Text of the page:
5-Star MarCom Strategy 2023

06/12/2022By scandinaviancomChristina Rytter, Content Marketing, Management Communications, PR, PR Tips & Trends, Scandinavian Communications, Social Media, Strategic Communications

Ready to reach the stars in 2023? If so, working strategically with Marketing and Communications is a pivotal first step in the right direction. Here you’ll get our recommendations for a 5-Start MarCom Strategy 2023

Business goals as guiding star
Communications, PR and Marketing are all about supporting your overall business goals. Therefore all activities must drive the business forward according to the overall company business goals. MarCom Strategy is a naturally integrated part of the business strategy of today’s leading companies. Your overall MarCom strategy must link together with a Go-to-Market plan for tactic execution of your campaigns and activities within communications, PR, marketing and social media.

Key Messages in order
It is absolutely key to have your Key Messages in order. Do a solid piece of work with both your Corporate & Product Messages. Our Corporate messages must be Value driven, authentic and show WHY your company or organisation are in this world? What lights your inner fire? This is feeling-based messages. All studies show that our actions as humans to a large extent are feeling driven. It’s hardwired biology. Your Product messages must address your target group’s pains, needs and dreams. You need to understand and take your target group’s perspective to create relevant product messages. NOT only your own company perspective! 😉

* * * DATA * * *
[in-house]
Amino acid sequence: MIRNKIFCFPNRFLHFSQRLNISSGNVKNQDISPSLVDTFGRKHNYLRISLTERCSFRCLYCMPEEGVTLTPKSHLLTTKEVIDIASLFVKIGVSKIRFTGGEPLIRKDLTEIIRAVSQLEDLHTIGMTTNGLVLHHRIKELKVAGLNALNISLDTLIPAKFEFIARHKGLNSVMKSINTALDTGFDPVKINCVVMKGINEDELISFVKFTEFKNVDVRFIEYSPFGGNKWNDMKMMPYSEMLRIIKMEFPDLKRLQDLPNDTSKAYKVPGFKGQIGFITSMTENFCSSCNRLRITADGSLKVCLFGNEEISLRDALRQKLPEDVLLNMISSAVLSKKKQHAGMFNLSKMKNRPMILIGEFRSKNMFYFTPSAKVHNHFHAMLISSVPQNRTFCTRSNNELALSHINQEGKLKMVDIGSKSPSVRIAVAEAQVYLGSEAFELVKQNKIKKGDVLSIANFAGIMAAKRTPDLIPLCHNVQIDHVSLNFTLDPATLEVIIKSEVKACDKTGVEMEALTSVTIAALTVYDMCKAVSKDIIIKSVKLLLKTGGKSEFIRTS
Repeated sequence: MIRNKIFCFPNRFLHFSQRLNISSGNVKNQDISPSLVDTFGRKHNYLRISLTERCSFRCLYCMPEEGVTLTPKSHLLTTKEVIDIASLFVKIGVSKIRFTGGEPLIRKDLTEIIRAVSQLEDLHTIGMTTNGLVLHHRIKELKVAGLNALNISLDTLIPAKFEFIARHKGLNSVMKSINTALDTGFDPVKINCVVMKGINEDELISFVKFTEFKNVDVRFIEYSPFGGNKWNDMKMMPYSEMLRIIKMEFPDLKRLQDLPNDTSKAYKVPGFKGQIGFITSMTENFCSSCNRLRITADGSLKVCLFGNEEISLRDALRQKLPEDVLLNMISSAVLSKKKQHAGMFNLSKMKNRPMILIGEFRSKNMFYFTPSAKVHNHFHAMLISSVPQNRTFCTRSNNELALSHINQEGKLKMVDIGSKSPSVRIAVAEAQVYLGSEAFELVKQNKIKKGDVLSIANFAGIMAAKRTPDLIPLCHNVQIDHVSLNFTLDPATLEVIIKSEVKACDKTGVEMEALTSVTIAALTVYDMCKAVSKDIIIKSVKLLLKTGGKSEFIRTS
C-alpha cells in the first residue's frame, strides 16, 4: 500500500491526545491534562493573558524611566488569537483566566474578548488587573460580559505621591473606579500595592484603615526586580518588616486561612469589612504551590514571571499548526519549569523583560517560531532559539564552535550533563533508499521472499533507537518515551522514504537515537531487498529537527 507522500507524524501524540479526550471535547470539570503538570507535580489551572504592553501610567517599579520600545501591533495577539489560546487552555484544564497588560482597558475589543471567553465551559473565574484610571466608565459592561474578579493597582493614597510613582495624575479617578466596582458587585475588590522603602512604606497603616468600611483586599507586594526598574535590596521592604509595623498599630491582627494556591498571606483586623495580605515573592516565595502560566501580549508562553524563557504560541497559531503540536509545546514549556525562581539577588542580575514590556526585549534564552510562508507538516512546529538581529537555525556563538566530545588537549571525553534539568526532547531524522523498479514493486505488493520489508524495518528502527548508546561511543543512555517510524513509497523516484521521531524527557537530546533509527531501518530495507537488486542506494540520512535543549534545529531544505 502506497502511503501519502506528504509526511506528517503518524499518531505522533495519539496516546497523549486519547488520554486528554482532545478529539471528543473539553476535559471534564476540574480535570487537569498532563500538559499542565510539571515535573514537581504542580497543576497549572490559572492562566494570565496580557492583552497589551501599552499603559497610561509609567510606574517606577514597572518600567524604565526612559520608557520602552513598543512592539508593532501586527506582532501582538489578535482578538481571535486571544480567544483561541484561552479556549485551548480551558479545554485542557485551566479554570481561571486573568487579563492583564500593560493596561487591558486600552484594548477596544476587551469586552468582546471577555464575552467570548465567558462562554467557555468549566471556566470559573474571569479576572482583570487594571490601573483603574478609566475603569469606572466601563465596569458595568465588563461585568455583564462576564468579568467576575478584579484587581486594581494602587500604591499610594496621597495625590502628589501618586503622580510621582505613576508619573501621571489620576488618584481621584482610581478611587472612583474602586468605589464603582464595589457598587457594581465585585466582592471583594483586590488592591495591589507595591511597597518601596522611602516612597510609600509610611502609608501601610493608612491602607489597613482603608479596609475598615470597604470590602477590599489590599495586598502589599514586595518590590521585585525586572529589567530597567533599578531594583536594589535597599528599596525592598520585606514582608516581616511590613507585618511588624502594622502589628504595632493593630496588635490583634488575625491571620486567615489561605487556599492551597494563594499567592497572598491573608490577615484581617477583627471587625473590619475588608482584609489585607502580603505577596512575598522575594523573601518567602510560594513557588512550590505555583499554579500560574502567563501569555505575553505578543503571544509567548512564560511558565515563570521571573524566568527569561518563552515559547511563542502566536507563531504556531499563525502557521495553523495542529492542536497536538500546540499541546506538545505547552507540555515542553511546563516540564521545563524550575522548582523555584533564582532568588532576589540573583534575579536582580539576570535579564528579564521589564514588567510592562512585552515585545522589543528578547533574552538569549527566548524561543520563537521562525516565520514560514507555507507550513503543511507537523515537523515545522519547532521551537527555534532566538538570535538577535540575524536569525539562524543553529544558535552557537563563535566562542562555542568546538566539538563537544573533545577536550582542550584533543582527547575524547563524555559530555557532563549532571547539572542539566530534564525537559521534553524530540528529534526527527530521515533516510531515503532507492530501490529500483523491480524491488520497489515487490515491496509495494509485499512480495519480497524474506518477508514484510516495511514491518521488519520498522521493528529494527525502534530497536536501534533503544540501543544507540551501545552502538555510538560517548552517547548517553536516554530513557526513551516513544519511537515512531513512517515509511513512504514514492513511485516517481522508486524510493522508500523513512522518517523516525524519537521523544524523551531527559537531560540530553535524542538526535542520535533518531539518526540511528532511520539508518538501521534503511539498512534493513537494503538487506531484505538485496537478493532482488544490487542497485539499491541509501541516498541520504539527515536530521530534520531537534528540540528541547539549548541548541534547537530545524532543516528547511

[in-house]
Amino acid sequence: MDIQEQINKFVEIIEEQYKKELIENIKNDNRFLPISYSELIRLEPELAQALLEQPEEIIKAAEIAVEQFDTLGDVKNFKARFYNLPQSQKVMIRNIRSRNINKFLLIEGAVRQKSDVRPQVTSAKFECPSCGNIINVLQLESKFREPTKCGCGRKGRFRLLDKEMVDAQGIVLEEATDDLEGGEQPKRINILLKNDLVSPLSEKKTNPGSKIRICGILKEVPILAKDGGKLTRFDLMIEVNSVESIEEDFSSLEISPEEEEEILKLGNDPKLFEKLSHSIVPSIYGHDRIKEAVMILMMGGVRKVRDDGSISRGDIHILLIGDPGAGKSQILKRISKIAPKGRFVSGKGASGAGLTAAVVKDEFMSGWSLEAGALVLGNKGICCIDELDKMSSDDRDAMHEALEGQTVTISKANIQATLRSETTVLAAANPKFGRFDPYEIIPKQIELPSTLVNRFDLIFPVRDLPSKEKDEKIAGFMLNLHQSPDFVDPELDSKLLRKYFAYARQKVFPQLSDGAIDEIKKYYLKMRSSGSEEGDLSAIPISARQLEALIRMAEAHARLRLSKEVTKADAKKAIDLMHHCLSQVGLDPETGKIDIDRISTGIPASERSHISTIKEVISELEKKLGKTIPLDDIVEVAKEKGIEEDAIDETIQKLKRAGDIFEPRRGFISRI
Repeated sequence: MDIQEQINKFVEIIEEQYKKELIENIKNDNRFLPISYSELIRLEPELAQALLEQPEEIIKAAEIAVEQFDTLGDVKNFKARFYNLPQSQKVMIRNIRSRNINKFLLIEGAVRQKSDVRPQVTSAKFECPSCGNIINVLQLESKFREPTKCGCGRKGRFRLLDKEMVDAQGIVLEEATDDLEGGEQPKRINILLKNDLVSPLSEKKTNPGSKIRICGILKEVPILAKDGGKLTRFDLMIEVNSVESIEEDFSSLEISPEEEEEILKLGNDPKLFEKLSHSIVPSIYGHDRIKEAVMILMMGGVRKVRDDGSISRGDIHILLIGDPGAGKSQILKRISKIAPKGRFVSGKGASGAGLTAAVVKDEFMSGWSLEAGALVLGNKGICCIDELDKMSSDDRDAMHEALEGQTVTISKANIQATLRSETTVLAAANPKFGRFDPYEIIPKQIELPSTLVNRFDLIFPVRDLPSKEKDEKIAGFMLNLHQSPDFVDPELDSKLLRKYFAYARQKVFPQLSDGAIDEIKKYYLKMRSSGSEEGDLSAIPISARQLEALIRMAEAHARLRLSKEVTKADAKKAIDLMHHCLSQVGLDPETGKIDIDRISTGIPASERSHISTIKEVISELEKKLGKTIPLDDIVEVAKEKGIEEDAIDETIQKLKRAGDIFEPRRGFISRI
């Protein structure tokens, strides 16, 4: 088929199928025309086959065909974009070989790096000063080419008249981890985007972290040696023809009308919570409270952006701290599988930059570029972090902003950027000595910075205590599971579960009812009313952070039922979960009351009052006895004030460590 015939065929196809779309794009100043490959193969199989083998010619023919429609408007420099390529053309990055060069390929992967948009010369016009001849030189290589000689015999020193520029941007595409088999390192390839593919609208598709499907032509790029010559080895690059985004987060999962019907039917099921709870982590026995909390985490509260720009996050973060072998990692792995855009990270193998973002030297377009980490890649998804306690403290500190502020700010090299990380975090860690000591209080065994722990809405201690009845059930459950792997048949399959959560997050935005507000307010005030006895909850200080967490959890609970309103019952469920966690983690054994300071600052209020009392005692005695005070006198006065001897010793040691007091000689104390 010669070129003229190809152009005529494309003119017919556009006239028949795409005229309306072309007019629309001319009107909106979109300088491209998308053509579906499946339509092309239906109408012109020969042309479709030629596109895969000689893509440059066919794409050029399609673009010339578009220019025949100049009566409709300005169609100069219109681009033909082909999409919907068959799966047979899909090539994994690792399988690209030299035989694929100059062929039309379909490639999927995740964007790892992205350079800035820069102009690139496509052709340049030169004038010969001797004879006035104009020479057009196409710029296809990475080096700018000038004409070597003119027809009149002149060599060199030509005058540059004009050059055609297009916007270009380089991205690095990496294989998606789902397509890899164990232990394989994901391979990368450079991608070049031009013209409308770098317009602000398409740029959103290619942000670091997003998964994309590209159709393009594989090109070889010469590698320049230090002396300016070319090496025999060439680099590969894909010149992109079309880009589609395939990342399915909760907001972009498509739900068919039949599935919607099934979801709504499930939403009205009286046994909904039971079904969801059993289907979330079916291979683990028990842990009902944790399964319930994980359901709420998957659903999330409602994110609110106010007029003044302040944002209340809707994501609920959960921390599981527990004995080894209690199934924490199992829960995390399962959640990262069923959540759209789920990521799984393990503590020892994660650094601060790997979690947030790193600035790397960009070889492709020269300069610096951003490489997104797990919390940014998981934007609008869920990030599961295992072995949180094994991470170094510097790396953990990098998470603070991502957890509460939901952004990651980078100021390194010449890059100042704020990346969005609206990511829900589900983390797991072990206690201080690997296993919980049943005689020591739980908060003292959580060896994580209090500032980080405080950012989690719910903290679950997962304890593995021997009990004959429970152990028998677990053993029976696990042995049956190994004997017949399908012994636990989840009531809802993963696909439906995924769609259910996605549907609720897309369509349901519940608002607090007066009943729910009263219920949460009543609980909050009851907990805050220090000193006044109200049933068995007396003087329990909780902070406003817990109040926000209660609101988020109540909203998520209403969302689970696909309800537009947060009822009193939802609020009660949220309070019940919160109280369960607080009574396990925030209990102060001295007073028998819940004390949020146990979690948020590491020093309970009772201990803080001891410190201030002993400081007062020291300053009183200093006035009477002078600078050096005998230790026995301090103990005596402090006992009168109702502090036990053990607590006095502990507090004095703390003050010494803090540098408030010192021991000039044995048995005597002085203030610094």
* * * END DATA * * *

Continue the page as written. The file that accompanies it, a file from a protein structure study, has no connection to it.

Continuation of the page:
Segment Target Groups
A vital part of your MarCom Strategy is to segment your target groups and influencers. Successful Communications, PR and Marketing start with a very clear and deep segmentation. Your target groups are often very different. The more we unfold the target groups and influencers in our strategic work, the clearer it becomes, that we have many more, than we realize off the top of our heads. A typical pitfall is therefore, that companies try to reach all target groups with the same type of communication. If you try to reach everyone – often you reach no one. And the MarCom results become too weak to create a really successful impact on the business.

Relevant Communication Channels
To reach each of your key target groups, you need to tailor your content and then communicate and get into dialogue in the relevant and strategic/tactical selected communications channels. This is NOT necessarily the channels you know and use yourself! 😉 But the channels preferred by each of your target groups and influencers. Again, this often varies in different target groups across business positions, countries, ages, gender etc. To be successful your business needs to engage and communicate in the channels where your target groups are.

Measure Results